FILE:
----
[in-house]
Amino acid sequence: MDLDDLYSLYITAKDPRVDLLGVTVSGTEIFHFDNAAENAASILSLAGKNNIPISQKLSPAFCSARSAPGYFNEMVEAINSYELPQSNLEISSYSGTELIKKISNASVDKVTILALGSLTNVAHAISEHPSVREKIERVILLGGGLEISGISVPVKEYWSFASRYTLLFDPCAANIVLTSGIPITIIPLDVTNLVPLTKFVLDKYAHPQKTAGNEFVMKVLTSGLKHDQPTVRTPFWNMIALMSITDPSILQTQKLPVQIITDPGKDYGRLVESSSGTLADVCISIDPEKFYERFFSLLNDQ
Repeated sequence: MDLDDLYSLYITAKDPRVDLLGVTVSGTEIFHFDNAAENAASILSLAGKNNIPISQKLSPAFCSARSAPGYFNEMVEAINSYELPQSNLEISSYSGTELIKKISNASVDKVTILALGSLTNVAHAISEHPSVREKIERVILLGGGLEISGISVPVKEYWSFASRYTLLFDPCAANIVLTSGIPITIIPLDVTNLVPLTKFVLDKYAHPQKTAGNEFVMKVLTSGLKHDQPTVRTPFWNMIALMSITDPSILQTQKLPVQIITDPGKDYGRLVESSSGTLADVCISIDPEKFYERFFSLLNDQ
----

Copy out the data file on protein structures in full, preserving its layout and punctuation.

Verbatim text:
[in-house]
Amino acid sequence: MDLDDLYSLYITAKDPRVDLLGVTVSGTEIFHFDNAAENAASILSLAGKNNIPISQKLSPAFCSARSAPGYFNEMVEAINSYELPQSNLEISSYSGTELIKKISNASVDKVTILALGSLTNVAHAISEHPSVREKIERVILLGGGLEISGISVPVKEYWSFASRYTLLFDPCAANIVLTSGIPITIIPLDVTNLVPLTKFVLDKYAHPQKTAGNEFVMKVLTSGLKHDQPTVRTPFWNMIALMSITDPSILQTQKLPVQIITDPGKDYGRLVESSSGTLADVCISIDPEKFYERFFSLLNDQ
Repeated sequence: MDLDDLYSLYITAKDPRVDLLGVTVSGTEIFHFDNAAENAASILSLAGKNNIPISQKLSPAFCSARSAPGYFNEMVEAINSYELPQSNLEISSYSGTELIKKISNASVDKVTILALGSLTNVAHAISEHPSVREKIERVILLGGGLEISGISVPVKEYWSFASRYTLLFDPCAANIVLTSGIPITIIPLDVTNLVPLTKFVLDKYAHPQKTAGNEFVMKVLTSGLKHDQPTVRTPFWNMIALMSITDPSILQTQKLPVQIITDPGKDYGRLVESSSGTLADVCISIDPEKFYERFFSLLNDQ